Seth Allen did this, but in a more controlled setting, to win the game. (AP)

Mark Turgeon doesn’t pretend to be a mathematician. He’s a basketball coach through and through. So forgive Maryland’s second-year coach if emotions seeped into the scientific section of his brain, rendering him unable to multiply 500 by 14.

The answer is 7,000, he was later told by a reporter. The number of free throws the Terrapins shot this week. Each player took 500. It was a lesson. No more shooting 55.6 percent from the line, as Maryland did against both Virginia and Wake Forest. No more shooting below 60 percent, as the Terps have done in six of their past nine ACC games. The message was simple: Get to the line often, and make your free throws.

And so it was that Maryland shot 34 free throws in Saturday’s 83-81 upset over second-ranked Duke, its most attempts by six since conference play began Jan. 5.

Even better, the Terps made 25 of those for a rate of 73.5 percent, their best since shooting 6 for 8 in that 51-50 upset over North Carolina State. Alex Len and Seth Allen were each 7 for 8. Shaquille Cleare was 3 for 3 and Nick Faust was 2 for 2.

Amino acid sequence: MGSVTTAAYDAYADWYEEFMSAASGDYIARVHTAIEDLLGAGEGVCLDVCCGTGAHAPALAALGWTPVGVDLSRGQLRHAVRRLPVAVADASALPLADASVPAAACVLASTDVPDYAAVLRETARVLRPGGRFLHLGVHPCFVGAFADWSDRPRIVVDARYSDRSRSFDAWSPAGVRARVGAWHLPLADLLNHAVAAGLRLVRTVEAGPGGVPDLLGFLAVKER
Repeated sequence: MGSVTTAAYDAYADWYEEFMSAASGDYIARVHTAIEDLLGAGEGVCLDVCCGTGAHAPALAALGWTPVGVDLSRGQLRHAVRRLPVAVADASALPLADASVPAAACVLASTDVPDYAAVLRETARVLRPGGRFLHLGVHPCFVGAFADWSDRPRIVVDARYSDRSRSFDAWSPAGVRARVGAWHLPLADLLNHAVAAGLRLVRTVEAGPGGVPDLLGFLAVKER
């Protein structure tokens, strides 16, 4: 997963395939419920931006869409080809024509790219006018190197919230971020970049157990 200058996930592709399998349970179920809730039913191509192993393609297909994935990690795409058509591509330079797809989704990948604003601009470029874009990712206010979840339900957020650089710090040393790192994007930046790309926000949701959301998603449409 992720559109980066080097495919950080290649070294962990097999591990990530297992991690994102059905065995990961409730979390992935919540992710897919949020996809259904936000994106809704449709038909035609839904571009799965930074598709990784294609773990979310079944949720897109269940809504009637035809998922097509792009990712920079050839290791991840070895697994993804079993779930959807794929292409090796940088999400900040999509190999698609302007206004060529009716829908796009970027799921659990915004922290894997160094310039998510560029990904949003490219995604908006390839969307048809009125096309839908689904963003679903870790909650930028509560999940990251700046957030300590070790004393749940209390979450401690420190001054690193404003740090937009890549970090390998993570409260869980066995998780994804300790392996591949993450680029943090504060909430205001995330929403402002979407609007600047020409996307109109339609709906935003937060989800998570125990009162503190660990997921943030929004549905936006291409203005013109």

For comparison’s sake, that’s as many free throws as Len made in his past five games combined. Allen hadn’t attempted more than six in any game this season. Faust entered a paltry 8 for 15 (.533) from the stripe in ACC play.

“The key was we got to the foul line,” Turgeon said. “We haven’t shot 34 free throws in a long time. We drove the ball, we were aggressive, we stepped up and made a lot. Still weren’t great, but a better percentage.”

The game’s biggest free throws came by accident. With 16 seconds left and the score knotted at 81, Turgeon called a timeout to concoct the final play. It would be a double screen for Logan Aronhalt along the baseline. Duke would switch, which they did. After that, Jake Layman would go into a cross-screen for Len, with the intent of freeing up the center on the low block.

As the play began to unfold exactly as scripted, Len got caught in traffic amid some contact, unable to fully spring free. So Allen idled at midcourt, defended by Quinn Cook, waiting until Cook made a mistake. Once the guard peeked for an oncoming screen, Allen sprung right, blowing past Cook, forcing a desperation foul that sent Allen to the line for what wound up being the game-winning free throws.

“Seth pulled it out at the time,” Faust said. “He’s a strong-headed guy, and I keep telling him things to keep him going and keep pushing. He finished the game strong.”

Throughout the week, Allen made 427 of 500 free throws. He arrived a few hours before shoot-around and made 85 of 100. Few, however, wound up with him laughing before releasing. At the line, Duke guard Tyler Thornton jawed at Allen. Faust cracked an inside joke, which helped relax Allen.

“Nothing really,” Allen said, when asked if anything was different on that trip to the stripe. “Just to make the free throw shot. Coach told us we had to shoot 500 free throws as individuals before this game. I just got comfortable in my routine and just tried to knock them down.”

As easy as simple multiplication.